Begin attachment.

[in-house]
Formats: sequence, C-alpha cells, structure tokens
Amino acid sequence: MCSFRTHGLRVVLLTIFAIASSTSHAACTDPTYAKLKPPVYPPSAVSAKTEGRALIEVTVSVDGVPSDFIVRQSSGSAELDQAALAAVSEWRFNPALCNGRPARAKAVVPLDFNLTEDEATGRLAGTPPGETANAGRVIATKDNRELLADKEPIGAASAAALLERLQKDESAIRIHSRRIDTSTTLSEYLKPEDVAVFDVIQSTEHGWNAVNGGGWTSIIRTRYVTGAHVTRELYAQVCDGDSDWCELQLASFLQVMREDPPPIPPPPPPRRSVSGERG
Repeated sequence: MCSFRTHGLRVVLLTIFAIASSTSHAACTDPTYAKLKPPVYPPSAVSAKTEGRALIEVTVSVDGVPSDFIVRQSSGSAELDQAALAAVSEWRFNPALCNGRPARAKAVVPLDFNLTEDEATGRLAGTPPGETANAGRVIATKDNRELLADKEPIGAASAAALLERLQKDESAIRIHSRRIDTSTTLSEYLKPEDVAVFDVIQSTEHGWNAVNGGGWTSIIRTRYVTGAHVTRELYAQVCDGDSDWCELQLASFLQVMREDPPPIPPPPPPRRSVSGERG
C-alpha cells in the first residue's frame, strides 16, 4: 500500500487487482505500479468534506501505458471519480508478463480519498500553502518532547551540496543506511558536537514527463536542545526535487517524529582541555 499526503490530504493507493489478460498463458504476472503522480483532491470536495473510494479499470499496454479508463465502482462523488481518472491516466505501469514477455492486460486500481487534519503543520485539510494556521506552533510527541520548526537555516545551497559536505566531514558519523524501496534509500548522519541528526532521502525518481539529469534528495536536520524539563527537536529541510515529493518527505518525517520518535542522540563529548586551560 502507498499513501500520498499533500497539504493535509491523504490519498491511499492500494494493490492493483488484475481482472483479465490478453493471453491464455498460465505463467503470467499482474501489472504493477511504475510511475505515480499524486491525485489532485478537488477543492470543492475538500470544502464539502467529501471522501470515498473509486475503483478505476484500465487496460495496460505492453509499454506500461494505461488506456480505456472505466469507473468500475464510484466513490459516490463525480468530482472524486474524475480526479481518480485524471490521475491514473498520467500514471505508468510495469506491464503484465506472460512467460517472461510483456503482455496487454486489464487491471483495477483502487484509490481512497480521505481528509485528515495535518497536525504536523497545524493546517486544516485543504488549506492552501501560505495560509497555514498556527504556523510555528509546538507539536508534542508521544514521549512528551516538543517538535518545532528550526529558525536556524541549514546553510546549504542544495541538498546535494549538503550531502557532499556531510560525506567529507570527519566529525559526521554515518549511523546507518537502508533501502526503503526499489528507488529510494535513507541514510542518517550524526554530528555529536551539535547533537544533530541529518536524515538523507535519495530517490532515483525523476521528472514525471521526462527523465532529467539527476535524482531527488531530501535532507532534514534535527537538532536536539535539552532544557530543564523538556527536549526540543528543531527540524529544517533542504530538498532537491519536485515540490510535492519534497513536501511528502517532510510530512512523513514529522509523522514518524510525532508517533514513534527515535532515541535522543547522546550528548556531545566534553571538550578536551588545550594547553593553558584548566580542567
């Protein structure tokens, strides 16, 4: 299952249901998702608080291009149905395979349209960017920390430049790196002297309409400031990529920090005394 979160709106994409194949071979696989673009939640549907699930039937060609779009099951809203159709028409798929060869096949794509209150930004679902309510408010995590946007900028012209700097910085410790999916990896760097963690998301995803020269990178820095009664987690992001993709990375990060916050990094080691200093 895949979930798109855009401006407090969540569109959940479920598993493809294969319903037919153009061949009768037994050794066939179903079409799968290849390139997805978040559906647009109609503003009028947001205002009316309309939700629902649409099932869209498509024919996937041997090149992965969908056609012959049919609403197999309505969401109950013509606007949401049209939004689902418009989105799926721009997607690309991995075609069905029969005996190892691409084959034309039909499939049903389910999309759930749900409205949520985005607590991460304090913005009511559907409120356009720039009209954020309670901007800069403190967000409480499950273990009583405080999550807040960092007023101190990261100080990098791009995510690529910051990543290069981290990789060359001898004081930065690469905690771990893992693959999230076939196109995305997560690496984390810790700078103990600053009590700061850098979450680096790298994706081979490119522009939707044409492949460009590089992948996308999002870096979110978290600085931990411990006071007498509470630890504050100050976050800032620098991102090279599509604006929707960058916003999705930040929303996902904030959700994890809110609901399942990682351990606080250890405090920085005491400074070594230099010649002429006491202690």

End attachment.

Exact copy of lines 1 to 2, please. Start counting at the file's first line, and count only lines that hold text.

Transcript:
[in-house]
Formats: sequence, C-alpha cells, structure tokens